BEIJING/SHANGHAI (Reuters) - China has suspended an army officer after reports he assaulted a flight attendant spread like wildfire on the Internet, fuelling growing outrage against the misbehavior of some government and Communist Party officials.
China’s leaders want to project a good image ahead of a once-a-decade leadership transition later this year, but the Party is being hurt by reports of officials abusing their position. A series of corruption scandals, a reported orgy as well as incidents involving the offspring of senior leaders have not helped.
On Tuesday, the official Xinhua news agency said Fang Daguo, a military official from the southern city of Guangzhou, had been suspended after he and his wife, both smelling of alcohol, had an altercation with flight attendant Zhou Yumeng over the couple’s carry-on luggage.
Xinhua initially said a preliminary investigation found Fang had apologized but not assaulted Zhou.
The flight attendant published photos of her bruised arms and torn uniform on the Twitter-like microblog Sina Weibo, sparking a storm of angry comments.
“Fang Daguo, you have shamed China in front of the world,” wrote one blogger.
After the photos published by Zhou spread online, the local government was investigating further and had suspended the official, Xinhua said.
The Global Times, a popular tabloid owned by the Communist Party mouthpiece, the People’s Daily, said reports of such incidents were spreading like wildfire online as conflict between citizens and local officials was increasing.
“It’s hard to improve officials’ public image if they fail to stand up to public scrutiny and remain passive in communication with the people,” the paper said on Sunday.
The party has always been image conscious, air brushing photos and strictly controlling the media to send the right message.
However, the rise of the Internet and microblogs like Sina Weibo have posed a major challenge to the party’s control.
“A lot of times in the past, power might have gone unchecked and such things might have happened quite a lot without us knowing, but now people post things all the time... so a lot of things get revealed very quickly,” said Chen Minglu, a lecturer at the University of Sydney’s China Studies Centre.
“Civil society is slowly being formed in China... I think the people are learning more and more to be critical, they are learning how to criticize the power (holders) and they are more and more keen to do so.”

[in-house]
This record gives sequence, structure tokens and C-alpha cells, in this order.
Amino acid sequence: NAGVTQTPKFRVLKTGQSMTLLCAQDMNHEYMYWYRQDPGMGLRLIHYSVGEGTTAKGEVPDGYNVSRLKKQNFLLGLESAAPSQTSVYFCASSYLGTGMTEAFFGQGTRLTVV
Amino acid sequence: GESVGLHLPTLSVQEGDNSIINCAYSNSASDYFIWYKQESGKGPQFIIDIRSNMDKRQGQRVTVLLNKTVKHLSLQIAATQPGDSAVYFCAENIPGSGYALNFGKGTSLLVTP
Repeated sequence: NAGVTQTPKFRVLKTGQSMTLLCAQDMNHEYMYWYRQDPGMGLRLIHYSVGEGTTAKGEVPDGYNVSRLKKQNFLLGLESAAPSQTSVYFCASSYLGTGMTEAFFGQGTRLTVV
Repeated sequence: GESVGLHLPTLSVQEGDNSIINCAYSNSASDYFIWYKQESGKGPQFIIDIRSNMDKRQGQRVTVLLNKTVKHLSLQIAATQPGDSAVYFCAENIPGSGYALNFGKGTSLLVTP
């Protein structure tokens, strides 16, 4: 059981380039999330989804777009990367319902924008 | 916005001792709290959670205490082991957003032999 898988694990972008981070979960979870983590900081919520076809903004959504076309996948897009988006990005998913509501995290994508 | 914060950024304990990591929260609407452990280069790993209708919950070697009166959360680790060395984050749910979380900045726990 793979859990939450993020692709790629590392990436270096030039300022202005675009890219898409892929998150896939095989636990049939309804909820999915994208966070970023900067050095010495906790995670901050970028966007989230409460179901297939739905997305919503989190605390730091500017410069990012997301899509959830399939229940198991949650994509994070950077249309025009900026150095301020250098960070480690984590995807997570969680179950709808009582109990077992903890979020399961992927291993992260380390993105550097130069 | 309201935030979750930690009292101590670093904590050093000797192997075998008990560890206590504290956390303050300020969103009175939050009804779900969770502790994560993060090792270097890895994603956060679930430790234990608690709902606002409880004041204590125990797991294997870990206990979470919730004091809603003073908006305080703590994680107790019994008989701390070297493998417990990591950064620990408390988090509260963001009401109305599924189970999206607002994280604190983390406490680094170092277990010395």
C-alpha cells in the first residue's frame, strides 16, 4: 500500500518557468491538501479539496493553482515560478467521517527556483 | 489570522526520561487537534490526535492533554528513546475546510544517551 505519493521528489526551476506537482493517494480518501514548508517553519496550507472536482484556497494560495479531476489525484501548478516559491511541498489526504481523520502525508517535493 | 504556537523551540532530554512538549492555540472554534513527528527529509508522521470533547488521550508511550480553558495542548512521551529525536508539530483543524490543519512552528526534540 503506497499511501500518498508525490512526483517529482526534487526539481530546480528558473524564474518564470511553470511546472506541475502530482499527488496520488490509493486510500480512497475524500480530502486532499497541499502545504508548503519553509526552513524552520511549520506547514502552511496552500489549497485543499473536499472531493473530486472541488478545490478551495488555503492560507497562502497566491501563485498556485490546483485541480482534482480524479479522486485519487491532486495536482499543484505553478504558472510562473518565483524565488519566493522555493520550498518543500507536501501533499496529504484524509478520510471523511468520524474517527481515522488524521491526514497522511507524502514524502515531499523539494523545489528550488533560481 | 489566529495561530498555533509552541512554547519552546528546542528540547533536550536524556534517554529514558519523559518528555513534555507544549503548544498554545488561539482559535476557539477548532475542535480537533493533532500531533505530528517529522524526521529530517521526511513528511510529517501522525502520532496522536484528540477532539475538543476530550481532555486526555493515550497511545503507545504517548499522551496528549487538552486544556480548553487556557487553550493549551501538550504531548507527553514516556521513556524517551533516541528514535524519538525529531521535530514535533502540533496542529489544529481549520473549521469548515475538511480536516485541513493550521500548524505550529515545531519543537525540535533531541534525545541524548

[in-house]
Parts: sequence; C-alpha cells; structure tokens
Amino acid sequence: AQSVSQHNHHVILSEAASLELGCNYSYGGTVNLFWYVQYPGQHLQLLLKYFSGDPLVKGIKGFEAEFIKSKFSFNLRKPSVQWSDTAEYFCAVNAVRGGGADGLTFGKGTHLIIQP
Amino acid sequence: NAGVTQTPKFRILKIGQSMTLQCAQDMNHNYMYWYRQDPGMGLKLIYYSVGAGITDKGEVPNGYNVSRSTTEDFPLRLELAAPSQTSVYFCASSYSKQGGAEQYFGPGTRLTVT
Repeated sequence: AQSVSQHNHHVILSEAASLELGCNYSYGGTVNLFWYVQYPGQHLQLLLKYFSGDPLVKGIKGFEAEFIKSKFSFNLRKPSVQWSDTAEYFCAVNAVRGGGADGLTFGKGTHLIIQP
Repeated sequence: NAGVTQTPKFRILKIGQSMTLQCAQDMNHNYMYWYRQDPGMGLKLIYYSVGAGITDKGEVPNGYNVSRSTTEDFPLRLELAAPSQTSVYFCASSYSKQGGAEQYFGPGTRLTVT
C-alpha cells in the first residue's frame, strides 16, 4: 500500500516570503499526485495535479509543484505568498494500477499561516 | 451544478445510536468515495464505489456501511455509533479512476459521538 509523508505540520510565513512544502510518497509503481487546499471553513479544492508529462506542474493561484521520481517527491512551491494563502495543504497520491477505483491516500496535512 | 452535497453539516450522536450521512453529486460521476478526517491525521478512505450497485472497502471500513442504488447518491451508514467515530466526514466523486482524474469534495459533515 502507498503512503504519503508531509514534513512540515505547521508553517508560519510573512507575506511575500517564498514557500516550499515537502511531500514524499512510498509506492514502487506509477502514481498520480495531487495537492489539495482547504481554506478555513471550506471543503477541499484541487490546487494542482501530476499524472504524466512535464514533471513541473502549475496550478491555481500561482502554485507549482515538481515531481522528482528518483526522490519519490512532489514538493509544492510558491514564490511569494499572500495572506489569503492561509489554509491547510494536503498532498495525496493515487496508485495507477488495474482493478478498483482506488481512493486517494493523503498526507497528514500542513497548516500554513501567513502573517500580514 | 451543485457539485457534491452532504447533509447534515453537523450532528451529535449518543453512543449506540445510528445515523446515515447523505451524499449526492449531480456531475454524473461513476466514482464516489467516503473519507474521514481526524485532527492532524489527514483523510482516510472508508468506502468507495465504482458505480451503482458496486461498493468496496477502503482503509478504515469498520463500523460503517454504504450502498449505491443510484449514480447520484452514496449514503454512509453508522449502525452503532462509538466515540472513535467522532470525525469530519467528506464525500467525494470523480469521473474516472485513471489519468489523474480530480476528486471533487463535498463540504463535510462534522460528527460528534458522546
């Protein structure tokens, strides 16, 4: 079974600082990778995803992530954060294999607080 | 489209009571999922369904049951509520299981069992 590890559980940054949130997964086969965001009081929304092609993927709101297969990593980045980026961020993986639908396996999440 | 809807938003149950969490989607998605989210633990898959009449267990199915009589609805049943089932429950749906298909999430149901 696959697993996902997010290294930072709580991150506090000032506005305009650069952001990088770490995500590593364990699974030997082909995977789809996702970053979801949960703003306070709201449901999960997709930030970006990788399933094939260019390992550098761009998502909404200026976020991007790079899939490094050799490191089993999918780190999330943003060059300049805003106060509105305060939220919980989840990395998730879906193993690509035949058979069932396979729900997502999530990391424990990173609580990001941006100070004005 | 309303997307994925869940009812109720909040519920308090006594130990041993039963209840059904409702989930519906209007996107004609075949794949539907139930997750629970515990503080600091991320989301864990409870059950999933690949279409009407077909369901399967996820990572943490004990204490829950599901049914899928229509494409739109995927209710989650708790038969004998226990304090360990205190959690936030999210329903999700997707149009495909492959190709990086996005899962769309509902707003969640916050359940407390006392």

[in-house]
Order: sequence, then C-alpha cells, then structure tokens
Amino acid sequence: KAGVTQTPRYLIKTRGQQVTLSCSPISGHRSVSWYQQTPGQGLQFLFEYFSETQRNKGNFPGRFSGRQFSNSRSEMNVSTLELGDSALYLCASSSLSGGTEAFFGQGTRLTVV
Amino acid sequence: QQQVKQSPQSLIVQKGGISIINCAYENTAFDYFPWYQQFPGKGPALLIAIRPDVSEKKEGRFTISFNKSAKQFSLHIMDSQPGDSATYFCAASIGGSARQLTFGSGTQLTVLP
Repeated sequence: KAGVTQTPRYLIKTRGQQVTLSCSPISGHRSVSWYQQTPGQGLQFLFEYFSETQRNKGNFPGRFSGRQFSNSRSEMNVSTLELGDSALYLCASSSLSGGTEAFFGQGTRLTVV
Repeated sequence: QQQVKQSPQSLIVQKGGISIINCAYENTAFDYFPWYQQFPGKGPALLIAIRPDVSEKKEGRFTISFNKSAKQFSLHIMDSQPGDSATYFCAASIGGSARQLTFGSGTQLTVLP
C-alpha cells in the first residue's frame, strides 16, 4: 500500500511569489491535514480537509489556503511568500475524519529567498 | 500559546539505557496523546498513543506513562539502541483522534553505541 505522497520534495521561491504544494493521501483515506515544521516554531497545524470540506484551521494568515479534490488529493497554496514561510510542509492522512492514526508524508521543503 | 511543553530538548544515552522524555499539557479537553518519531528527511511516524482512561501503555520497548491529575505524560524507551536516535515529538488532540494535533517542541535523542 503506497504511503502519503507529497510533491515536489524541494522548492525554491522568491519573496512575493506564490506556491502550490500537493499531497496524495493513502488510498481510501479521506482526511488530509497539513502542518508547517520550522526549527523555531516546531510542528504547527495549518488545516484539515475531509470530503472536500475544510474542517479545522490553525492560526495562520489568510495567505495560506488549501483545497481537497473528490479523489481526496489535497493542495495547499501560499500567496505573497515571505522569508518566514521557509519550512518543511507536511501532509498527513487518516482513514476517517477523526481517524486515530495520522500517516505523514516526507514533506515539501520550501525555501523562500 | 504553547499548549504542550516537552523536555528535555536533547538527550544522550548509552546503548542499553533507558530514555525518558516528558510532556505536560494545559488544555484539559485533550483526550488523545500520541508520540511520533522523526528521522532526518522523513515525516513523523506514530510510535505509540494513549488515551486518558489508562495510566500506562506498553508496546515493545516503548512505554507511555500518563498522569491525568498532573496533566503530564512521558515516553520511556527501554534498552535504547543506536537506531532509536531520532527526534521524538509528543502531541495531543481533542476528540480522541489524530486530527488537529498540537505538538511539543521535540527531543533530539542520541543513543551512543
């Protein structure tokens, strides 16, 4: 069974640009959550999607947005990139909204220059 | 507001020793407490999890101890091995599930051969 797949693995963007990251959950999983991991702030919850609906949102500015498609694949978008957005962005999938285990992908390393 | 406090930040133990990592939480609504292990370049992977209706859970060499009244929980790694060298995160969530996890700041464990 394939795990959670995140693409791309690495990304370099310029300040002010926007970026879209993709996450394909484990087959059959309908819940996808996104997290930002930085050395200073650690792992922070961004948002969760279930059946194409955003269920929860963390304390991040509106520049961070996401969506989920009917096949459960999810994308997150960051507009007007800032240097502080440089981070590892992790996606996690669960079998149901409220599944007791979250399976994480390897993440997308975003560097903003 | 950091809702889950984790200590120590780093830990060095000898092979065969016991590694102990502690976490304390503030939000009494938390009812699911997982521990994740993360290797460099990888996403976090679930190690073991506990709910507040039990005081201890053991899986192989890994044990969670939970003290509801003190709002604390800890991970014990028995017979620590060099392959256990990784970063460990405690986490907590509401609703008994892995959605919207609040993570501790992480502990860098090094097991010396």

David Zweig, a Chinese politics expert at Hong Kong University of Science and Technology, said the Communist Party has always been more sensitive to public opinion around times of leadership change.
“The key question is whether this is a revolution where websites and microblogs will change China forever or whether it is something that only works around the time of the Party Congress,” he said.
Unfortunately for the party, officials are giving plenty of ammunition to China’s Internet users, who are quick to paint them as callous and out of touch with the people.
This year was already shaping up to be a rough one for the Communist Party’s image, with the escape from illegal house arrest and flight into exile of blind human rights activist Chen Guangcheng and the downfall of Politburo member Bo Xilai, whose wife was found guilty of murdering a British businessman.
Last month, an official at the Shaanxi province’s work safety department was caught on camera smiling broadly at the scene of a fiery bus crash that killed 36 people. China’s net surfers have since turned up the heat on him over a collection of luxury watches noticed on his wrist in photos.
Luxury sports cars also have made ready targets, after a deadly Ferrari crash in March was said by some sources to have involved the son of a senior official and two young women.
Sensitive to perceptions that children of top party officials live privileged lifestyles, the details of the crash remain shrouded in mystery.
Last month, a county government in Anhui province had to deny that participants in photos of an orgy posted online were local officials.
Another incident that has received much attention online is the abuse and threats hurled at a traffic policeman by a man identified by Weibo users as a local party official in the northeastern province of Liaoning who was pulled over.
“F--k your mother! You dare check my car? If you aren’t killed today I will have joined the Party for nothing,” the official was quoted as saying in posts accompanied by pictures of a crowd supposedly witnessing the incident and a policeman with his shirt ripped.
The online reaction has been vehement.
“If (the official) doesn’t die, the party just might,” said Weibo user MingJun3488.
Chen Ziming, an independent scholar of politics in Beijing, said newspapers were frightened to publicize these incidents for fear of punishment, but Internet users aren’t affected in the same way.
“Local governments haven’t caught up. If they think they can suppress it, they are going to try. But Internet users increasingly won’t tolerate this,” he said.
Additional reporting by Hui Li; Editing by Raju Gopalakrishnan